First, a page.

30 Jul, 2016 || 2 min read
How much blood is in the human body?
I found myself pondering the question as I could see what I assumed to be most of mine pooling on the floor around me. It wasn’t as dark as I thought it would be. You always hear about the ‘dark crimson’ or the ‘velvety red’ of blood. It’s always deep, rich, luxurious.
Maybe mine just wasn’t as worthy as the blood of great novels. To me it seemed cold and thin. Almost eager to leave the body it had sustained for the last two and a half decades. It was almost insulting. And yet, still, out it poured. It didn’t ooze — I thought blood was supposed to ooze.
‘Ooze’ is a strange word.
I could feel my thoughts running away with me. It occurred to me that it was an oddly meta experience to be having, to feel yourself slipping into unconsciousness. One always ‘slips’ into unconsciousness it seems. Like its a dress one has, reserved for special occasions. Death, I suppose, is about as ‘special’ as an event gets.
How often do you stop and think about it? I mean, really think about it. The nothingness. The emptiness and finality that it entails. Whatever you believe lies beyond, if you believe there is anything beyond at all, dying is always the last thing one does in the mortal plane.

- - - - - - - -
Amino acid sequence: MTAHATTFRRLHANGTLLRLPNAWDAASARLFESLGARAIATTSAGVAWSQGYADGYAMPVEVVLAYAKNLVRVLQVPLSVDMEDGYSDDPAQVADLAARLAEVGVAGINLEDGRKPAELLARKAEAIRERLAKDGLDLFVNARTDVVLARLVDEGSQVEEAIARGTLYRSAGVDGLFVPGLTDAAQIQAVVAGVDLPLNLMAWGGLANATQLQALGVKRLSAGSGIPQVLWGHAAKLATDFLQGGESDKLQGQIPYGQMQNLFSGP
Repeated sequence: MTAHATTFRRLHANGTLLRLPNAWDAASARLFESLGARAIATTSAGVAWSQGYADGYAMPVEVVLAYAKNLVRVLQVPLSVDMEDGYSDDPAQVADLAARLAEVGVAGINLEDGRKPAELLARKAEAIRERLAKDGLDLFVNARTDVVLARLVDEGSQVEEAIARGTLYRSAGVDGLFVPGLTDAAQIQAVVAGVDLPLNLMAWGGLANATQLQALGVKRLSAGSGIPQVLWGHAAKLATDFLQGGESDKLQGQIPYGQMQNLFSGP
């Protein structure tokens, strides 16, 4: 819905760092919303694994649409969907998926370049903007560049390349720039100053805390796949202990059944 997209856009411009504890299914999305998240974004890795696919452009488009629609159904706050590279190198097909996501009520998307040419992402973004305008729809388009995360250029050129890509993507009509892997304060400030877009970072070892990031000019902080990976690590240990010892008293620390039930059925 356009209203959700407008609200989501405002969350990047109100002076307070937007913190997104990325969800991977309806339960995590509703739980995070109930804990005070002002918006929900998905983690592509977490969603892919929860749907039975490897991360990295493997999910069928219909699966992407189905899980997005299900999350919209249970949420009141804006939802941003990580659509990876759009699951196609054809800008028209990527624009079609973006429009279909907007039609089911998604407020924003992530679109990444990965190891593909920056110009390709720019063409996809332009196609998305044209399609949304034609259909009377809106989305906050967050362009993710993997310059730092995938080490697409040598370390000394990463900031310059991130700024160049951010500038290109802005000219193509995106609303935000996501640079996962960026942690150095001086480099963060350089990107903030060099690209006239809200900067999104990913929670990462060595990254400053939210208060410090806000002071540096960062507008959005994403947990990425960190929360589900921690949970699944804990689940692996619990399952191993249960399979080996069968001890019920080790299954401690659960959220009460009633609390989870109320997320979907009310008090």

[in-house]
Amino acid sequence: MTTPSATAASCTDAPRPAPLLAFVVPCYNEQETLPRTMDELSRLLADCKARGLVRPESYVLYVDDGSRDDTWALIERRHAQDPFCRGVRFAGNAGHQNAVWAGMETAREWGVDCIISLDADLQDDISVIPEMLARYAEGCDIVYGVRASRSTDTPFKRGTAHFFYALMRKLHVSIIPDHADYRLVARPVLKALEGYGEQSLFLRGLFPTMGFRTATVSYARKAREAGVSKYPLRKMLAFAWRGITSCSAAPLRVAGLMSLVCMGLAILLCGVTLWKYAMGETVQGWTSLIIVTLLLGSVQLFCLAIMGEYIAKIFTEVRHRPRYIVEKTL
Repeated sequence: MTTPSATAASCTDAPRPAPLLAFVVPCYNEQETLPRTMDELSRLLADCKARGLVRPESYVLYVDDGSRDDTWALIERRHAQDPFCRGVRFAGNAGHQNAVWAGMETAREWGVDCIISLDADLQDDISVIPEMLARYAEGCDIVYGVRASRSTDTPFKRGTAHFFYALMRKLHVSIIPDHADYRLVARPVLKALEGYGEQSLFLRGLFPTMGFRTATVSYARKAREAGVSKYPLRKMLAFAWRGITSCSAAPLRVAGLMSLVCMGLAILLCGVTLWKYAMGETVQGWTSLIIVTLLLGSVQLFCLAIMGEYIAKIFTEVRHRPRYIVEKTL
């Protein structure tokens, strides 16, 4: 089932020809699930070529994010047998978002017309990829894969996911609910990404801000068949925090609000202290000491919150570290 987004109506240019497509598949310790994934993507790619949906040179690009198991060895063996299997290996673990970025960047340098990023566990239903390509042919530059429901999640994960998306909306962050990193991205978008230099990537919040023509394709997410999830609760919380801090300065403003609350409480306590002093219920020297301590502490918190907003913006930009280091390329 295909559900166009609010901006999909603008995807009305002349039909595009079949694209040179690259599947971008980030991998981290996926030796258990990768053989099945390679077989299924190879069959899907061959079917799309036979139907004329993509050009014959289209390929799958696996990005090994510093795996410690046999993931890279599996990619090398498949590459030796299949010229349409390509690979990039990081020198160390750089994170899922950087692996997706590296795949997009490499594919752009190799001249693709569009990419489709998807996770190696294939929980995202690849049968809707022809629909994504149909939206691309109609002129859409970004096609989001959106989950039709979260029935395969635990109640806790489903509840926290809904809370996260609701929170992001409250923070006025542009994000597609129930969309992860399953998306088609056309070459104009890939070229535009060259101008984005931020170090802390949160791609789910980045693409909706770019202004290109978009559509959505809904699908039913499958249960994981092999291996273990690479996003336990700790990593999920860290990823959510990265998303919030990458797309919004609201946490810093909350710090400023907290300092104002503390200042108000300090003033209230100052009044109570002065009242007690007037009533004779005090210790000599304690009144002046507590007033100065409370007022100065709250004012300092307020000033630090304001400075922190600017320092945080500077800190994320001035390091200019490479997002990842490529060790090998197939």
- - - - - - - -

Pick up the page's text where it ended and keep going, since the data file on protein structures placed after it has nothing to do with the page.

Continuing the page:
And suddenly it hit me. I was dying.
Of course, I had known I was going to die. Well, I mean, everyone is going to die. Specifically I knew I was going to die today. When I walked into this room I knew it would be one of the very last things I did. It wasn’t what I wanted, exactly. But I had at least made my peace with it.
The injustice of it all slammed into me. It stung — no it burned — inside me. Hotter than the blood that was still trying to escape its home; faster than the bullet that had facilitated its exit. This wasn’t fair. It was more than just unfair — it was despicable. The whole thing; the pomp and circumstance, the tradition, and underscoring it all that finality behind it. The inevitability of it all.
I didn’t want this. I never wanted this.
Admittedly, it was a little late in the day for such thoughts. The blood, now at last slowing to the oozing whose absence I had lamented earlier, was surely running out. I could sense it spider-webbing in intricate patterns around me, driven by chaos theory and my slowing heart.
Now was when I decided that I’d had enough. That I wanted to break this ridiculous cycle. I wanted to crash this system that seemed unshakeable.
But I’m getting ahead of myself.
There’s a lot that comes before this…